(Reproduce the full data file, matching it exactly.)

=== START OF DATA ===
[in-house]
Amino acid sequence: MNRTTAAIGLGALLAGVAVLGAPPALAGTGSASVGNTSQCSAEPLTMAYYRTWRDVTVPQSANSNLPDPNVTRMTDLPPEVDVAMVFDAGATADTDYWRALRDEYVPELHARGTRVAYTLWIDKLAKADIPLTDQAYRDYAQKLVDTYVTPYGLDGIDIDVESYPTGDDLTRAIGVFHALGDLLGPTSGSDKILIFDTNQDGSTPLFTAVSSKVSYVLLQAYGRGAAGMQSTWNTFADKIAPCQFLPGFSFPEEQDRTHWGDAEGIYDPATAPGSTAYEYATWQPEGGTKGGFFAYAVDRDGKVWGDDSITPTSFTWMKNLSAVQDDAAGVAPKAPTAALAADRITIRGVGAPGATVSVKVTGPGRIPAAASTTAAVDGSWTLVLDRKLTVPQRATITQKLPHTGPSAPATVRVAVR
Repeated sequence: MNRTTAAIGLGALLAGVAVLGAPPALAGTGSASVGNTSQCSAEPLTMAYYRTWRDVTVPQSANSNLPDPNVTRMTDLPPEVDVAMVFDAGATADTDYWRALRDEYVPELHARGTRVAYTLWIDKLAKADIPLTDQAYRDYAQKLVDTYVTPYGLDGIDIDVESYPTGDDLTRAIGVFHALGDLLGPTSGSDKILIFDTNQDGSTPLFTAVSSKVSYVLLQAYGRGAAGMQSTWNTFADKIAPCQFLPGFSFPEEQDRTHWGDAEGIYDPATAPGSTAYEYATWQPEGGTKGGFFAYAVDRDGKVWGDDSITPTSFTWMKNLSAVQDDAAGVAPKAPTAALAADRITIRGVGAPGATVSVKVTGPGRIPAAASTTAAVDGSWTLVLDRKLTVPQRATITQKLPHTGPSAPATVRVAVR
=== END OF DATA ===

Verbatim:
[in-house]
Amino acid sequence: MNRTTAAIGLGALLAGVAVLGAPPALAGTGSASVGNTSQCSAEPLTMAYYRTWRDVTVPQSANSNLPDPNVTRMTDLPPEVDVAMVFDAGATADTDYWRALRDEYVPELHARGTRVAYTLWIDKLAKADIPLTDQAYRDYAQKLVDTYVTPYGLDGIDIDVESYPTGDDLTRAIGVFHALGDLLGPTSGSDKILIFDTNQDGSTPLFTAVSSKVSYVLLQAYGRGAAGMQSTWNTFADKIAPCQFLPGFSFPEEQDRTHWGDAEGIYDPATAPGSTAYEYATWQPEGGTKGGFFAYAVDRDGKVWGDDSITPTSFTWMKNLSAVQDDAAGVAPKAPTAALAADRITIRGVGAPGATVSVKVTGPGRIPAAASTTAAVDGSWTLVLDRKLTVPQRATITQKLPHTGPSAPATVRVAVR
Repeated sequence: MNRTTAAIGLGALLAGVAVLGAPPALAGTGSASVGNTSQCSAEPLTMAYYRTWRDVTVPQSANSNLPDPNVTRMTDLPPEVDVAMVFDAGATADTDYWRALRDEYVPELHARGTRVAYTLWIDKLAKADIPLTDQAYRDYAQKLVDTYVTPYGLDGIDIDVESYPTGDDLTRAIGVFHALGDLLGPTSGSDKILIFDTNQDGSTPLFTAVSSKVSYVLLQAYGRGAAGMQSTWNTFADKIAPCQFLPGFSFPEEQDRTHWGDAEGIYDPATAPGSTAYEYATWQPEGGTKGGFFAYAVDRDGKVWGDDSITPTSFTWMKNLSAVQDDAAGVAPKAPTAALAADRITIRGVGAPGATVSVKVTGPGRIPAAASTTAAVDGSWTLVLDRKLTVPQRATITQKLPHTGPSAPATVRVAVR